A full gas can will also “add fuel to the fire” (literally) if you’re in an accident.

To safely keep extra fuel on your vehicle, transport only the amount you need, never overfill a can, and transport it on a roof rack or inside a truck bed.

Related Article: Store More Emergency Fuel for Less Money and Time. Here’s How.


No matter the weather, you’ll always need to stay hydrated. Though it may not feel like it, in the bitter cold your body needs water to keep going.

Always have water in your car to last you 48 hours. Replace it periodically to keep it clean and drinkable.


 headlights at night

Flag – If you’re stuck on the side of the road, tie a brightly colored flag on your antenna, roll it up into your window, or hang it somewhere else on your car.

Use Your Headlights and Horn – If it’s dark or super snowy, flash your car’s headlights, hazard lights, or a flashlight, and honk your car’s horn to bring attention to your location.

Signal Strategically – Of course, it goes without saying to be strategic and preserve the battery life of your car. The good news is that while the car is on and idling, you can use the horn and lights without killing the battery as it uses the engine’s power. When the car is off, you’ll be using your car’s battery.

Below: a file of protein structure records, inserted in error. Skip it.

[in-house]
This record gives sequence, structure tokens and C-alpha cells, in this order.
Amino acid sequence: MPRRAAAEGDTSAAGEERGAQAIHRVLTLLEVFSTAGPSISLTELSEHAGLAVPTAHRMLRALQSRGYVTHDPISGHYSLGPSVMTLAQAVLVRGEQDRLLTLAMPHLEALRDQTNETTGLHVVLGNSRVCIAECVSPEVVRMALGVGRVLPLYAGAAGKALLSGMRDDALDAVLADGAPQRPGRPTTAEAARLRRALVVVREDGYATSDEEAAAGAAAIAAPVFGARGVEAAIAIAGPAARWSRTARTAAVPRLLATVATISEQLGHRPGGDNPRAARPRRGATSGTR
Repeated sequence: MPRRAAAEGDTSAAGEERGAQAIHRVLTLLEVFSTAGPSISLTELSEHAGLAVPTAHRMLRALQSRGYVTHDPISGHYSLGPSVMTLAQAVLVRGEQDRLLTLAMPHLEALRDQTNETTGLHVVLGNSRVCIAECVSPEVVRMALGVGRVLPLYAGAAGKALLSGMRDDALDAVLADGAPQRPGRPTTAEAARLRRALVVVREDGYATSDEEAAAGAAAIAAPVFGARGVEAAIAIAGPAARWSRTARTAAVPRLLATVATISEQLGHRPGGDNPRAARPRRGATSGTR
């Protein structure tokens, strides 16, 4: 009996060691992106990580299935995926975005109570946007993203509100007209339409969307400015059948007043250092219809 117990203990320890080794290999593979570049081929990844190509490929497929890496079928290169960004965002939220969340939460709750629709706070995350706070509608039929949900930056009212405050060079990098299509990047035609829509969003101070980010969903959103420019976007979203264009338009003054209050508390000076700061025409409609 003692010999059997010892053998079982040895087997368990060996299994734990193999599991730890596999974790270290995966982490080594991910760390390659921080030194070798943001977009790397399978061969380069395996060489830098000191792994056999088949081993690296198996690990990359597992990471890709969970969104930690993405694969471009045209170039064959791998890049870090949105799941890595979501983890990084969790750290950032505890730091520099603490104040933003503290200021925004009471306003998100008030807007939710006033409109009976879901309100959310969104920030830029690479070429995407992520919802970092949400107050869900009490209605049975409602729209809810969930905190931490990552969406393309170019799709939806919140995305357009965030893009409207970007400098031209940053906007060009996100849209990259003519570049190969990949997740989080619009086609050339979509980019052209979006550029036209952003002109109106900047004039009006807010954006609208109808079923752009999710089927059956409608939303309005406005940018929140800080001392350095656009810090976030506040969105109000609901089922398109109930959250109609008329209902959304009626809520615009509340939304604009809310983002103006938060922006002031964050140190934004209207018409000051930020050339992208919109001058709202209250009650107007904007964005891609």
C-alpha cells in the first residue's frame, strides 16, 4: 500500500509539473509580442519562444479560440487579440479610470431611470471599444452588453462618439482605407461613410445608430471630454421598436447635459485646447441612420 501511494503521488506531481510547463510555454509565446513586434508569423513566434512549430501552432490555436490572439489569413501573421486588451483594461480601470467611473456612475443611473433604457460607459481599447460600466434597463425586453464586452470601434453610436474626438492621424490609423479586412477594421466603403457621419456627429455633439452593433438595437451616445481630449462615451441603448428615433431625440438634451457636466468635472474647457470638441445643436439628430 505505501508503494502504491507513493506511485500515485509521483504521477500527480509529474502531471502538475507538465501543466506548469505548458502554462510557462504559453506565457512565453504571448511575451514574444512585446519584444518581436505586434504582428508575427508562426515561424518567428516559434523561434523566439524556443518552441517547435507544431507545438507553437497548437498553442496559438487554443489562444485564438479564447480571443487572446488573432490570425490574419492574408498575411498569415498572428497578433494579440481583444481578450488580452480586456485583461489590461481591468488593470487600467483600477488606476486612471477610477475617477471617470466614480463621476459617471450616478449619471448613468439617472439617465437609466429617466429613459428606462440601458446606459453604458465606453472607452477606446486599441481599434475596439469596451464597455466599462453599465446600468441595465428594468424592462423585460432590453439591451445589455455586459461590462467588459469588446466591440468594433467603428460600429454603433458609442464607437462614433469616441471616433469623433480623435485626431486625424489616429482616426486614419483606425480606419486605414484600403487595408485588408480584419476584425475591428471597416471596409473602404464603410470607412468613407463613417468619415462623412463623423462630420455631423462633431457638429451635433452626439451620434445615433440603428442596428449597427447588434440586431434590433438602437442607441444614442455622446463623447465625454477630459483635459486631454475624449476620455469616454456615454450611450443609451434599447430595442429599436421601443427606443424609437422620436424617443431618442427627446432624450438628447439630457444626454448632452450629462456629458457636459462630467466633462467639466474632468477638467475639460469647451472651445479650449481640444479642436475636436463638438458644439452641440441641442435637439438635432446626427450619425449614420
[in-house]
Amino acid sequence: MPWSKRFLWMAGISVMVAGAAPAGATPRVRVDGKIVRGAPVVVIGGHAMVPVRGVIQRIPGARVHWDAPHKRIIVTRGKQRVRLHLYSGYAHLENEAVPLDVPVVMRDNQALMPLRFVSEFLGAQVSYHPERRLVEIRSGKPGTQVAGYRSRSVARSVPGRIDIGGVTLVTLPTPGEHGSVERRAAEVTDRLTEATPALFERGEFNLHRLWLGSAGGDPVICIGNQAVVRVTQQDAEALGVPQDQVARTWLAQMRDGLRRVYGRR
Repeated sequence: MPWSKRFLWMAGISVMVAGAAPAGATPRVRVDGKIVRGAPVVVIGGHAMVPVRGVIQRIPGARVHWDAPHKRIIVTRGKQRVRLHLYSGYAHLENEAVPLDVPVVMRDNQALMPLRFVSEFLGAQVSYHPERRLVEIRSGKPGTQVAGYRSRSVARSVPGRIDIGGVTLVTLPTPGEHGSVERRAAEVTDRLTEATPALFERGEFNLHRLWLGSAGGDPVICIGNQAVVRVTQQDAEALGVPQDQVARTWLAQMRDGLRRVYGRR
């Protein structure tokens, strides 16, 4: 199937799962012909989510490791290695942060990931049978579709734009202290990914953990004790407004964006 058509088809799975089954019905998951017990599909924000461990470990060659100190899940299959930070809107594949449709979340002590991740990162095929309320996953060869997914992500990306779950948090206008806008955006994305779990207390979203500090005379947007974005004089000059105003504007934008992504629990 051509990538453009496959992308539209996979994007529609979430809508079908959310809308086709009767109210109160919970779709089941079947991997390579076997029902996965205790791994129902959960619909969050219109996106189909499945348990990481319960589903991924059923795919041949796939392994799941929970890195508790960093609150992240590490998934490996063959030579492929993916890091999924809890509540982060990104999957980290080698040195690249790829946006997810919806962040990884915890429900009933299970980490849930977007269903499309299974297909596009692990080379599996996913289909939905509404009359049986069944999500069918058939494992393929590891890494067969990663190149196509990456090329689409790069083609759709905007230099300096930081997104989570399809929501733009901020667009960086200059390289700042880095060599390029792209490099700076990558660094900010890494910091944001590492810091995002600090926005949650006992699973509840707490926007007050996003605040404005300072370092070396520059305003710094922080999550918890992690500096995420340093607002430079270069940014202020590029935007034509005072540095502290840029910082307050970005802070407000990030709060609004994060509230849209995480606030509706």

Take Turns “Standing” Watch – During the night, if others are with you in the car, take shifts to watch for other drivers and signal for help while the others sleep. 


Being in a car is better than no shelter at all. We all know how cold a car can get when it’s been sitting outside for a few hours! Especially if you’re running your heater periodically, you need to keep your space insulated.

Use blankets, floor mats, bags, pillows, and whatever else you can find to trap heat inside. If there are other people in the car, huddle together to keep warm.

You can also stay warm by doing light exercises in the car, like moving your arms and legs.


 walking in the snow

This is a big one—and where lots of people get themselves into trouble. Unless you are absolutely certain where you are and where the nearest town is, do not leave your car.

Even if you do know where you are, stay in your car if it’s storming and visibility is low. Your car provides excellent shelter in a storm and you don’t want to get lost in a blizzard.

Look for multi-use and space-saving items when preparing.

In any survival situation, you want to get items that have multiple uses to reduce how many items you need to have on hand. Look for versatile and multi-use supplies when preparing your winter car kit.

If you drive an SUV, space may be less of a concern. But for those driving smaller vehicles, that trunk space is precious!

Here's a checklist of items you might find helpful for your winter car kit:

  • First aid and survival kits
  • Water supply for 48 hours
  • Water treatment
  • Flashlight (with extra batteries) and whistle